A: As the holder of your sister’s durable power of attorney for finances, you have the right to act on her behalf when it comes to managing her finances if she becomes incapacitated. This includes paying bills, making bank deposits, watching over investments, collecting insurance or government benefits, and handling other money matters on your sister’s behalf.A “durable” power takes effect as soon as you both sign it (though of course you wouldn’t use it until you need to). Sometimes people prefer to make the power of attorney take effect only when a doctor certifies that the person making the document is incapacitated; these are called “springing” durable powers of attorney because they spring into effect once the maker is incapacitated.
Check your document to see if it requires a doctor to certify that your sister is in fact incapacitated. If so, you are dealing with a springing document, which means you’ll need to give it to her doctor and request written certification of incapacity. Take the document itself (plus the certification, if you’re dealing with a springing power) to the landlord. The document should look rather formal (it will have a notary’s seal).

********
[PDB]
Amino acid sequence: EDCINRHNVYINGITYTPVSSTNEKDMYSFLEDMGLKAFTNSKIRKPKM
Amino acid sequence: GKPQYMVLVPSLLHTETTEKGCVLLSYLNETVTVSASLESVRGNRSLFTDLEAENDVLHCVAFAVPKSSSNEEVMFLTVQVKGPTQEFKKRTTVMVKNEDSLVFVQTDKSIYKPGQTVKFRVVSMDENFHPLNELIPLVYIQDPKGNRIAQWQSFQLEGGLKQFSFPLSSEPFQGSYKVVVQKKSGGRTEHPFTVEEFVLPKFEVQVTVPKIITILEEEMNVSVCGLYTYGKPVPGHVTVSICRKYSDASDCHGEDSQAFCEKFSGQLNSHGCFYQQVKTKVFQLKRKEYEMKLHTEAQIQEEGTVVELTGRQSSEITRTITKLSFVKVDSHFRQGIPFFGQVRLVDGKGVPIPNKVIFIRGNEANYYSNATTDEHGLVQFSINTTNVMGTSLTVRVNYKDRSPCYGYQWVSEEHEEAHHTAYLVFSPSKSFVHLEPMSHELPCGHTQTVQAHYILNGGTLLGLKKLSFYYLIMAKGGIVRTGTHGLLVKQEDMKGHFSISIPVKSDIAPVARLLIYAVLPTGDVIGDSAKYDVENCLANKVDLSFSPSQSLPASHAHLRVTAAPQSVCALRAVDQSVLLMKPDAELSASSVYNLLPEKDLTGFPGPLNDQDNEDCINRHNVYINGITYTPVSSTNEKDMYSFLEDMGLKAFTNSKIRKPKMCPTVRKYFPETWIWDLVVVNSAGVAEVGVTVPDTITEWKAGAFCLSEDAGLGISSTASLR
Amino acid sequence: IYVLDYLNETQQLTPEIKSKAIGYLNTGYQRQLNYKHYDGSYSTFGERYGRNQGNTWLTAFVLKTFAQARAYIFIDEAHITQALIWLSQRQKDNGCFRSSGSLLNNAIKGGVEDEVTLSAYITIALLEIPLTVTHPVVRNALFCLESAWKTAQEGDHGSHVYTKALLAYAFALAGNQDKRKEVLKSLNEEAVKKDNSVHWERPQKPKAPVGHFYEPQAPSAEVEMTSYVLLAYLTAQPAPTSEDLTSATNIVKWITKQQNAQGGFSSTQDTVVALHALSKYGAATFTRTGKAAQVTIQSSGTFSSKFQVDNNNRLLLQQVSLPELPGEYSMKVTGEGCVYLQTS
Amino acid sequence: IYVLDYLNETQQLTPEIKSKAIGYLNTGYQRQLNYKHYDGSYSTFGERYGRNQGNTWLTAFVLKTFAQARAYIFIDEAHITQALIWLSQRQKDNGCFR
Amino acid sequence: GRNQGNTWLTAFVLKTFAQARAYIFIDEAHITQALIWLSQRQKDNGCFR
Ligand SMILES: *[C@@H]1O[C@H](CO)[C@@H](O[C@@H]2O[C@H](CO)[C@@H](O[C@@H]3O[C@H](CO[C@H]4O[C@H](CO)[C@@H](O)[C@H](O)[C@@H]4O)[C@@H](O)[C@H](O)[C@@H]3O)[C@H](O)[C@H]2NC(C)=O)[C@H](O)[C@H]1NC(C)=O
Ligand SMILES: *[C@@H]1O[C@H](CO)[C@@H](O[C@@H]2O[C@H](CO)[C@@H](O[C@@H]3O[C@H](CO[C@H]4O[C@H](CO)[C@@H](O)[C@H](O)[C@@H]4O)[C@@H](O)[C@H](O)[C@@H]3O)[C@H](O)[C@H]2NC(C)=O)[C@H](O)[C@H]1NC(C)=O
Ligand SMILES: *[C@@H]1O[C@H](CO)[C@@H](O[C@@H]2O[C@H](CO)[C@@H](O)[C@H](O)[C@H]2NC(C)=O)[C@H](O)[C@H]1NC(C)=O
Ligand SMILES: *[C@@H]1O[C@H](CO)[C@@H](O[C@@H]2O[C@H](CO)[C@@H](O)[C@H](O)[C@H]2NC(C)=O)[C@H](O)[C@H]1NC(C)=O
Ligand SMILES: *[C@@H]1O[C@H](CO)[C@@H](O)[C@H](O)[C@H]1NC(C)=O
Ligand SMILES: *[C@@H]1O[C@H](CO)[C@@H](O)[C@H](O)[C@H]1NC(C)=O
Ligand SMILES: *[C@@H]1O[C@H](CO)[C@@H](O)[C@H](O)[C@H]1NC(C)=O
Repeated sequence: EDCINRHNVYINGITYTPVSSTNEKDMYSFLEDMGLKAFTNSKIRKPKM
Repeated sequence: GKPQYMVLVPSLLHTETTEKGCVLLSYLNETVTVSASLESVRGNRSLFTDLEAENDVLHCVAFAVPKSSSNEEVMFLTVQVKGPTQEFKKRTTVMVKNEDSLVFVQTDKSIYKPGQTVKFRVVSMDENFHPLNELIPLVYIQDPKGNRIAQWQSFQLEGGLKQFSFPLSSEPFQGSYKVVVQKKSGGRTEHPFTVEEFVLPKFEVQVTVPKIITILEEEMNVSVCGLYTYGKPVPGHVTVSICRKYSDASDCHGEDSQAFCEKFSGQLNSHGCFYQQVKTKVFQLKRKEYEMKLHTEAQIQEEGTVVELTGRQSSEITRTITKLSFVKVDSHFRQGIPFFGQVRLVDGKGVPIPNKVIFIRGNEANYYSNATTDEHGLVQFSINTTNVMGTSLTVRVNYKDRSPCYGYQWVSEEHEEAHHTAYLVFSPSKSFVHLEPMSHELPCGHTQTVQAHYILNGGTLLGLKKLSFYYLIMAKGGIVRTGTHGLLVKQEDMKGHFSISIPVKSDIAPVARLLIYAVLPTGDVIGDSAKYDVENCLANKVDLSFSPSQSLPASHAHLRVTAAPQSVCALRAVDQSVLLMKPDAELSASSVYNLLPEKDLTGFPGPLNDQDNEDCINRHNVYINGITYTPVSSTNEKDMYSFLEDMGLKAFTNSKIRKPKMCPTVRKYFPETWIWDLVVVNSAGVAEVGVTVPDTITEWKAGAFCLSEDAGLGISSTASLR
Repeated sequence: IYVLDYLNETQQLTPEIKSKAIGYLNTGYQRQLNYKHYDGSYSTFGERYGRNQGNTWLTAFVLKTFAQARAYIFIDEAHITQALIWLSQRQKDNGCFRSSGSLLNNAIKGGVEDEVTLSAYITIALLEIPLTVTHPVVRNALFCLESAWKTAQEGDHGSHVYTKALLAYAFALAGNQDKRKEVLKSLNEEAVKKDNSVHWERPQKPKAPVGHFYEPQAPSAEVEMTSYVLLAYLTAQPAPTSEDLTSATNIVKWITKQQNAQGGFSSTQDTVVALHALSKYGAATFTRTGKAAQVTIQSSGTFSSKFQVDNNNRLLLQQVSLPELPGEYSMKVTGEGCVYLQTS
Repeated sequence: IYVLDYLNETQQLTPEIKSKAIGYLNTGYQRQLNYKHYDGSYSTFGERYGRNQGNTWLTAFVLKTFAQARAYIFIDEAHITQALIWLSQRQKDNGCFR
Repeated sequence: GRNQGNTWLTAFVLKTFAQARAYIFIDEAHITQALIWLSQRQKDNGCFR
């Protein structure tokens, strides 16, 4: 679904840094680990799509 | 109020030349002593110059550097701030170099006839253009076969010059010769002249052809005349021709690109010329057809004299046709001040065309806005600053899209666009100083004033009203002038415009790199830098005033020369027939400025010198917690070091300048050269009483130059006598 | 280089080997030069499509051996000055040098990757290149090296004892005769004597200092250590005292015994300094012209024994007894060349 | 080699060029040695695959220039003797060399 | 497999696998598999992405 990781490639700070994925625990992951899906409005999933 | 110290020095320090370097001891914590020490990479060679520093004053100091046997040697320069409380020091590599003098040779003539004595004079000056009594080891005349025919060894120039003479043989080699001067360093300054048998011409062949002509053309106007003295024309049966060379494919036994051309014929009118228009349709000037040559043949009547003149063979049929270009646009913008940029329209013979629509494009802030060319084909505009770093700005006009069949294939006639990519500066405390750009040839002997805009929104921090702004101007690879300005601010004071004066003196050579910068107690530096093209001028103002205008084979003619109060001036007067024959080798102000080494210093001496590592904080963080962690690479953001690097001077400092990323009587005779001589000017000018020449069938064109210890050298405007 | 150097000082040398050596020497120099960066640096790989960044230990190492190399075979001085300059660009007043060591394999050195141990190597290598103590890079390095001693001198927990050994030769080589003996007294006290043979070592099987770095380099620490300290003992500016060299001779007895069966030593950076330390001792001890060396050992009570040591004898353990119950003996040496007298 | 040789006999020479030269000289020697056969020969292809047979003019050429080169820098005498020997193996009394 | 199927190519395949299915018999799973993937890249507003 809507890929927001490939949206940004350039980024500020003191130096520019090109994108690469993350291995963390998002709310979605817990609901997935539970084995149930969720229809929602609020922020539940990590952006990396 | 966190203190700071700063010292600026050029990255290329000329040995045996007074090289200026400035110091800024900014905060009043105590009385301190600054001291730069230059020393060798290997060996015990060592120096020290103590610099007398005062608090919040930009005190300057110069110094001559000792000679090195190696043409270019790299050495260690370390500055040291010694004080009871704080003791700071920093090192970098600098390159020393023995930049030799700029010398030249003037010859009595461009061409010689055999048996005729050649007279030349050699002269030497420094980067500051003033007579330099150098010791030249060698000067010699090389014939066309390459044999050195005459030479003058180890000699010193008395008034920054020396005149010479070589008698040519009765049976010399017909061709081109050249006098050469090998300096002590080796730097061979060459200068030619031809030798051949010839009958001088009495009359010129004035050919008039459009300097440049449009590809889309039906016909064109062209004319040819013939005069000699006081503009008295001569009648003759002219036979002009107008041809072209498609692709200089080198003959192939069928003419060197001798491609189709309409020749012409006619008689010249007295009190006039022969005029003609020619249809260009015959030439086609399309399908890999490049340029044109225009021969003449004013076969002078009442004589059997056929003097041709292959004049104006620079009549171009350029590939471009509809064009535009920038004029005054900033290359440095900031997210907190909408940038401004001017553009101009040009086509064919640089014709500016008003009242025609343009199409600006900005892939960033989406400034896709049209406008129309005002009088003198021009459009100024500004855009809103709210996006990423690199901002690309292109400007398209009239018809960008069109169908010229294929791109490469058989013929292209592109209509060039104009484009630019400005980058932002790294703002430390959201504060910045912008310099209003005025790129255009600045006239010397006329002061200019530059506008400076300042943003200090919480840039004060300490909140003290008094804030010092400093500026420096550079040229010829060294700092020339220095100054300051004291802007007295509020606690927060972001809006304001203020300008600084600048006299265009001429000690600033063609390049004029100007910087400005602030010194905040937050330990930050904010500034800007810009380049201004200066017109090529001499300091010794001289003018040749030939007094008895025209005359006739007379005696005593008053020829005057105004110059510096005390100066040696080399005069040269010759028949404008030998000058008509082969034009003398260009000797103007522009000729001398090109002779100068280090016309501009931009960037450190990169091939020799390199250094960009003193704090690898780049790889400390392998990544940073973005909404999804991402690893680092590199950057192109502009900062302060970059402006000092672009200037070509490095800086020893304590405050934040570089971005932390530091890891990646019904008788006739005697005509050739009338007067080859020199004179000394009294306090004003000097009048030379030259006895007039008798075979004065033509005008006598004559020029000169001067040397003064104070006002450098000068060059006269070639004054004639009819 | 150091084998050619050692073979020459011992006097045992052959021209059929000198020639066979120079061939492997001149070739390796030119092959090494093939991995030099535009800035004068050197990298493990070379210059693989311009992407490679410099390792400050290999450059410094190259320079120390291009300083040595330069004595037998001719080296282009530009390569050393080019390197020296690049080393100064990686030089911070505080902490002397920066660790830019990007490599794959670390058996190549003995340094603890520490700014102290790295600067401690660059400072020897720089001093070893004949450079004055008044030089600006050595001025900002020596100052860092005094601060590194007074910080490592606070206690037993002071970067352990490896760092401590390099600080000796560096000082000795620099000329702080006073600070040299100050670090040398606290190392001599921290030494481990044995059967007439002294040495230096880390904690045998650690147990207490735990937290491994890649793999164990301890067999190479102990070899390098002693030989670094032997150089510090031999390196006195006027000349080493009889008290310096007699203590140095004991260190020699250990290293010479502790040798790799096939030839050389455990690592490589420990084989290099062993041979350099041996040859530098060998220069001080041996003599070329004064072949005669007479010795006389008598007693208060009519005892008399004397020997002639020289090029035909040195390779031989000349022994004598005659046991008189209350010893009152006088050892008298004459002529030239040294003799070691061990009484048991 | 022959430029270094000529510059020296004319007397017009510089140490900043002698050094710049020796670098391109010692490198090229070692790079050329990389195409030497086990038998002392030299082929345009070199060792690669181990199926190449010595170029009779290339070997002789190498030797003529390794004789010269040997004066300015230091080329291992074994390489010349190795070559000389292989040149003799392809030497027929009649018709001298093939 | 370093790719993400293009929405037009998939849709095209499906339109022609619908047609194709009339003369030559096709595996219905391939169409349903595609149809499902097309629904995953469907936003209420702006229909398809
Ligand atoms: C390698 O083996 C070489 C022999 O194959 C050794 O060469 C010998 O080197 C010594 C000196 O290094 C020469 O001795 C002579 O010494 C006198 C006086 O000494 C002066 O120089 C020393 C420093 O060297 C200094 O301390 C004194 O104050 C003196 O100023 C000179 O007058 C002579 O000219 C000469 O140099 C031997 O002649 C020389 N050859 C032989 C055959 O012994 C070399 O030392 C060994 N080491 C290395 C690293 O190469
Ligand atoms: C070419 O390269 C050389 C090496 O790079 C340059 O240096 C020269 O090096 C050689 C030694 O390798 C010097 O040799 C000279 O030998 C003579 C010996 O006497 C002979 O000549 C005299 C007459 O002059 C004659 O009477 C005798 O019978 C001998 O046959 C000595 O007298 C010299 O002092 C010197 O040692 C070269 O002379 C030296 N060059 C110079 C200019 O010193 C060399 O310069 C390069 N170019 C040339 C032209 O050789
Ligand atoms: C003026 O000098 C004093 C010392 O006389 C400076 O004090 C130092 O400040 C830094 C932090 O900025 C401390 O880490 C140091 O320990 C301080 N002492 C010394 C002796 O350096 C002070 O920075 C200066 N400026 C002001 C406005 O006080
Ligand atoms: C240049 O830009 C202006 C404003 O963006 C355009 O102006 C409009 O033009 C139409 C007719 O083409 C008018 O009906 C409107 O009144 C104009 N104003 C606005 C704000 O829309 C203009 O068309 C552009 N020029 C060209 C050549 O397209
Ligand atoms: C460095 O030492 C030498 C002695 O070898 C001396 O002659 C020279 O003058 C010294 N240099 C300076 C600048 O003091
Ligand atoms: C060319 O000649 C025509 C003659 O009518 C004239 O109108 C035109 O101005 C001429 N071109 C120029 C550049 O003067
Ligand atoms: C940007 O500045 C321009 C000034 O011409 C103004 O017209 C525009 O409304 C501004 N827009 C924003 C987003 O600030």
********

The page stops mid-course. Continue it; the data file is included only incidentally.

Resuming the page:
Also bring a copy of the document to leave with the landlord. (The landlord may want to show it to a lawyer.) You might also bring some explanatory material that will help the landlord understand the purpose of the document and feel comfortable honoring it. (You can get state-specific explanations of powers of attorney from this site.) Hopefully, this will convince the landlord that you have the legal right to enter.
Janet Portman is an attorney and managing editor at Nolo. She specializes in landlord/tenant law and is co-author of “Every Landlord’s Legal Guide” and “Every Tenant’s Legal Guide.” She can be reached at [email protected].
Copyright 2009 Janet Portman